Learning Differences -The Basics

Having a learning difference (often referred to as having a learning disability) simply means that a student learns differently than the larger majority of students. This means that the way schools normally teach a subject may not sit well with students that have learning differences. This could cause these students to learn much more slowly than the other students in their class, but this does NOT, we repeat, does NOT mean that students with learning differences are stupid or have low I.Q's. In fact, people with learning differences tend to be very smart! They are out of the box thinkers and are very talented in other areas, for example art, music, acting, story-telling and many, many more things! In schools, specific learning differences such as Dyslexia, Dysgraphia and Dyscalculia give students the most trouble since they are attached to everything the schools say a students needs; reading, writing and arithmetic. So let's take a brief look at these 3 specific learning differences.



Dyslexia: 
Dyslexia is one of the most common learning differences, about 1 in 5 (20%) of the US population. People with dyslexia have a hard time learning to read, and even comprehend texts. It can also affect their ability to spell multiple syllabic words. Dyslexic people do tend to be very intelligent, out of the box thinkers.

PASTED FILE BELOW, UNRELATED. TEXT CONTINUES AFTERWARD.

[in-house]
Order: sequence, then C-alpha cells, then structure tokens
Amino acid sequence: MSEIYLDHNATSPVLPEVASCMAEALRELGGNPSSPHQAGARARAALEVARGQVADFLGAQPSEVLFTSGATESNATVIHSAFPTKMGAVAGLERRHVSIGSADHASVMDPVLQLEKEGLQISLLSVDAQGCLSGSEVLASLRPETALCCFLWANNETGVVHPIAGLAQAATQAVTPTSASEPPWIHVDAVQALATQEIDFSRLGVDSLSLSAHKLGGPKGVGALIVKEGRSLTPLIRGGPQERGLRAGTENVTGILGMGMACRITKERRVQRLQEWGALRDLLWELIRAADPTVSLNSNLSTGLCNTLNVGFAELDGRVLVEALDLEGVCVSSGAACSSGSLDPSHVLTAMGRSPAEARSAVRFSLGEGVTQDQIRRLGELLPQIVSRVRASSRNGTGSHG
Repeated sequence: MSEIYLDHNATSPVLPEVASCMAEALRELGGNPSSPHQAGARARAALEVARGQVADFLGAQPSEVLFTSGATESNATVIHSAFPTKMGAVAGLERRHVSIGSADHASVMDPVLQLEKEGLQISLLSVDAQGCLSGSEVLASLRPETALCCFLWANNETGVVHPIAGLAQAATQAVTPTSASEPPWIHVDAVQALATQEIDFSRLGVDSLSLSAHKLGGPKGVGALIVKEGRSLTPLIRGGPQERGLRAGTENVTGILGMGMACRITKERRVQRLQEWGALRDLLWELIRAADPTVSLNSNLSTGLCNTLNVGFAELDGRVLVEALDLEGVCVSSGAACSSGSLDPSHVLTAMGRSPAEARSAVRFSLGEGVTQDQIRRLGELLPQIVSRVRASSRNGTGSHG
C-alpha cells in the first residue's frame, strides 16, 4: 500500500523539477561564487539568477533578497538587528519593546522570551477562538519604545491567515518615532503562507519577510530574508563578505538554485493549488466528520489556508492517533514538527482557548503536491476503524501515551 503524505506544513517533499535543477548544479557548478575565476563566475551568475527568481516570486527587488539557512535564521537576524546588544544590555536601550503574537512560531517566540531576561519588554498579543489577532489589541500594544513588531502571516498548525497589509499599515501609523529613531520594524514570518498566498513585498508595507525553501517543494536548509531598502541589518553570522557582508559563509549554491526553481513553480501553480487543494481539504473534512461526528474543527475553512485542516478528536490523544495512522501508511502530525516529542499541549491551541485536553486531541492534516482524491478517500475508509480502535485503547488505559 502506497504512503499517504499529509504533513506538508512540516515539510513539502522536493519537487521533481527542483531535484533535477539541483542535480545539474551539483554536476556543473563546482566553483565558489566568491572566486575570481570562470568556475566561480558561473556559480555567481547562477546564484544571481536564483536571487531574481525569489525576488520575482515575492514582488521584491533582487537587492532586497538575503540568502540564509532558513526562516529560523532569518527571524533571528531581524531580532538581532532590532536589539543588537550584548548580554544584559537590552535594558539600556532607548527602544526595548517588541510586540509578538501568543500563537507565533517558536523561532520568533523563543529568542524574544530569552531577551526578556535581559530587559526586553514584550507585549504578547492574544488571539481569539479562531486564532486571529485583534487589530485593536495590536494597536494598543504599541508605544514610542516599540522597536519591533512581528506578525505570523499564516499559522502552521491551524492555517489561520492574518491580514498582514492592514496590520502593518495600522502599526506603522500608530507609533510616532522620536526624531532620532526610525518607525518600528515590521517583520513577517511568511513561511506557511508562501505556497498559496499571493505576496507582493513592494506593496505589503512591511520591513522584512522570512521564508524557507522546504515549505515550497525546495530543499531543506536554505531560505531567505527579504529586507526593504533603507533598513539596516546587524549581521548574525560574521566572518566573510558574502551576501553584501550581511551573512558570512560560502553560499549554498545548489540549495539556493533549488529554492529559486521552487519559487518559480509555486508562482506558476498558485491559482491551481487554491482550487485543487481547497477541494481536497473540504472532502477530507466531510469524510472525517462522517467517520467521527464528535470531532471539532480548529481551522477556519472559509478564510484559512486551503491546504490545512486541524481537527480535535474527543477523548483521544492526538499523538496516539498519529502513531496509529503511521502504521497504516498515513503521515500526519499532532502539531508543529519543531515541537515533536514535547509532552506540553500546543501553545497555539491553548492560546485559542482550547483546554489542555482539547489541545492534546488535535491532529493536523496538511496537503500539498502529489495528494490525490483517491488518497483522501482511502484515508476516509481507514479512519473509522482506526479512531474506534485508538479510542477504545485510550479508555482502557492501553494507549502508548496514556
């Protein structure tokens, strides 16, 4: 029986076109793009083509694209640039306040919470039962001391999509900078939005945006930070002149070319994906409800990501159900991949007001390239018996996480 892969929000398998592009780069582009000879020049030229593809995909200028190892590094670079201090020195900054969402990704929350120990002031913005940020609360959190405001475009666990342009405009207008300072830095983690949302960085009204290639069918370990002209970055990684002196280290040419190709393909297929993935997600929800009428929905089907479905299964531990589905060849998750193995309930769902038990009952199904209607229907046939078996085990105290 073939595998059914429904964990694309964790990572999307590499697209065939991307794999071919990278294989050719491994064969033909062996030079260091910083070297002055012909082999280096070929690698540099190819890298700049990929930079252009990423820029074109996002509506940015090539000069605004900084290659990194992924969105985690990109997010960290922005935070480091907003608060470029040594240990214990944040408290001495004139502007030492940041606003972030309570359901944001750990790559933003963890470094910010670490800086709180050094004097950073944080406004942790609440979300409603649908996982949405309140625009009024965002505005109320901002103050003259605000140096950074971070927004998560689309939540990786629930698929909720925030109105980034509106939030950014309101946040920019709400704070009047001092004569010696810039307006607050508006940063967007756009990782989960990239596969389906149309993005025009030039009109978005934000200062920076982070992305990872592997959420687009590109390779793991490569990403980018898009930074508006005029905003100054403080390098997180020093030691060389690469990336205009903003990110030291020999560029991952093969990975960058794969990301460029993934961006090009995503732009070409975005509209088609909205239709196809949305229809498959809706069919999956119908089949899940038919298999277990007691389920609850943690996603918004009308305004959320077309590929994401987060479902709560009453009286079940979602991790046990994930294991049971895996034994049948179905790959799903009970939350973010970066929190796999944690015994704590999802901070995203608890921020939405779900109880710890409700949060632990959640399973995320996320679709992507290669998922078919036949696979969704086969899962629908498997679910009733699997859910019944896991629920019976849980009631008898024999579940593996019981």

Symptoms:
Feeling fatigued while reading
Difficulty with spelling
Trouble decoding words
Having a hard time recognizing familiar words


Dysgraphia: Around 17 in 100 (17%) of the US population has Dysgraphia. Dysgraphia affects a person’s abilities to write by hand. It is sometimes confused with Dyslexia but it’s not the same. A person with Dysgraphia’s handwriting can be very messy and hard to read. Dysgraphia is one of those learning differences that people will brush off and say people with this learning difference are “just lazy” but this is not the case at all! There are very smart people out there with dysgraphia!

Symptoms:
Tight, awkward pencil grip
Messy hand writing 
Trouble putting thoughts down on paper 
Difficulty with spacing and staying in the margins

Dyscalculia:Dyscalculia is very easily confused with laziness, but it is not in any way! Dyscalculia affects the ability to understand numbers and do accurate calculations. It affects about 6% of the US population, so it’s one of the rarer learning differences, but it’s still incredibly relevant, considering jobs involving math (tech developers, economists, actuaries, etc) have very high salaries in today’s world.

Symptoms:
Difficulty performing calculations
Troubling remembering rules and facts in math

Struggles to perform mental arithmetic 
Difficulty with estimation

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